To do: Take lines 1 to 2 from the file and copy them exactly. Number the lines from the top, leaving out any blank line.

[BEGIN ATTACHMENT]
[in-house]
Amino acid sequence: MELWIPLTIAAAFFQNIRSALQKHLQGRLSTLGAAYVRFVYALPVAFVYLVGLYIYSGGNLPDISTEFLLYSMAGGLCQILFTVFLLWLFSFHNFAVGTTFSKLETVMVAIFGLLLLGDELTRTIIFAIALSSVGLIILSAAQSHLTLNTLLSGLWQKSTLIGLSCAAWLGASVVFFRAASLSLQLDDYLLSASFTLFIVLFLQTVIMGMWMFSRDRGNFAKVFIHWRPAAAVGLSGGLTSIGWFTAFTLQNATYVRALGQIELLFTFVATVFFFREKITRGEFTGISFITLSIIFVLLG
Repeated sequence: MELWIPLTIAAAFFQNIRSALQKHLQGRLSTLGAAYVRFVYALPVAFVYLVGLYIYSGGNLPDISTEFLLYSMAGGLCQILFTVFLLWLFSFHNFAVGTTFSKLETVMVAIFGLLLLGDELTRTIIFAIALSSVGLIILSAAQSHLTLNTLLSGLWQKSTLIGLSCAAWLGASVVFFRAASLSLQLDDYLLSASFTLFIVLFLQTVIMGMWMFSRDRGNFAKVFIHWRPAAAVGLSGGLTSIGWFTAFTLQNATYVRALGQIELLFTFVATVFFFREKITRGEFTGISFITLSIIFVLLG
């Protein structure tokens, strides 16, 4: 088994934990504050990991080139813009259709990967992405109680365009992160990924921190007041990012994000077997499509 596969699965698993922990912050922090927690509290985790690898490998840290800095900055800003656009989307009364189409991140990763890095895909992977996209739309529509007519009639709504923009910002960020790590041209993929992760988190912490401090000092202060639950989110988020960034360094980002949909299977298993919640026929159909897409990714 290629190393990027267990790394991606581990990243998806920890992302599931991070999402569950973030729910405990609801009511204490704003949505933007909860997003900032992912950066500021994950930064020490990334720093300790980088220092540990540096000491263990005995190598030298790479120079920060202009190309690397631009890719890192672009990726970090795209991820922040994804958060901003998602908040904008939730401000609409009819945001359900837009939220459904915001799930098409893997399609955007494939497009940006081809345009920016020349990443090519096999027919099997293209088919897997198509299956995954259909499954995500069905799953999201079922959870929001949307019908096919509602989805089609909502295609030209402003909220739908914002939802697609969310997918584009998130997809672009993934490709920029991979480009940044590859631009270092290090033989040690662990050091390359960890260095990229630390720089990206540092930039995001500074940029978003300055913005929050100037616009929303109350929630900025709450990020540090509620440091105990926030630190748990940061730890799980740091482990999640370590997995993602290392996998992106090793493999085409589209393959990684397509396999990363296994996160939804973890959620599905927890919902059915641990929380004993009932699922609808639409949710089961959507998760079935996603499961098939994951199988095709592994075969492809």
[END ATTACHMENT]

[in-house]
Amino acid sequence: MELWIPLTIAAAFFQNIRSALQKHLQGRLSTLGAAYVRFVYALPVAFVYLVGLYIYSGGNLPDISTEFLLYSMAGGLCQILFTVFLLWLFSFHNFAVGTTFSKLETVMVAIFGLLLLGDELTRTIIFAIALSSVGLIILSAAQSHLTLNTLLSGLWQKSTLIGLSCAAWLGASVVFFRAASLSLQLDDYLLSASFTLFIVLFLQTVIMGMWMFSRDRGNFAKVFIHWRPAAAVGLSGGLTSIGWFTAFTLQNATYVRALGQIELLFTFVATVFFFREKITRGEFTGISFITLSIIFVLLG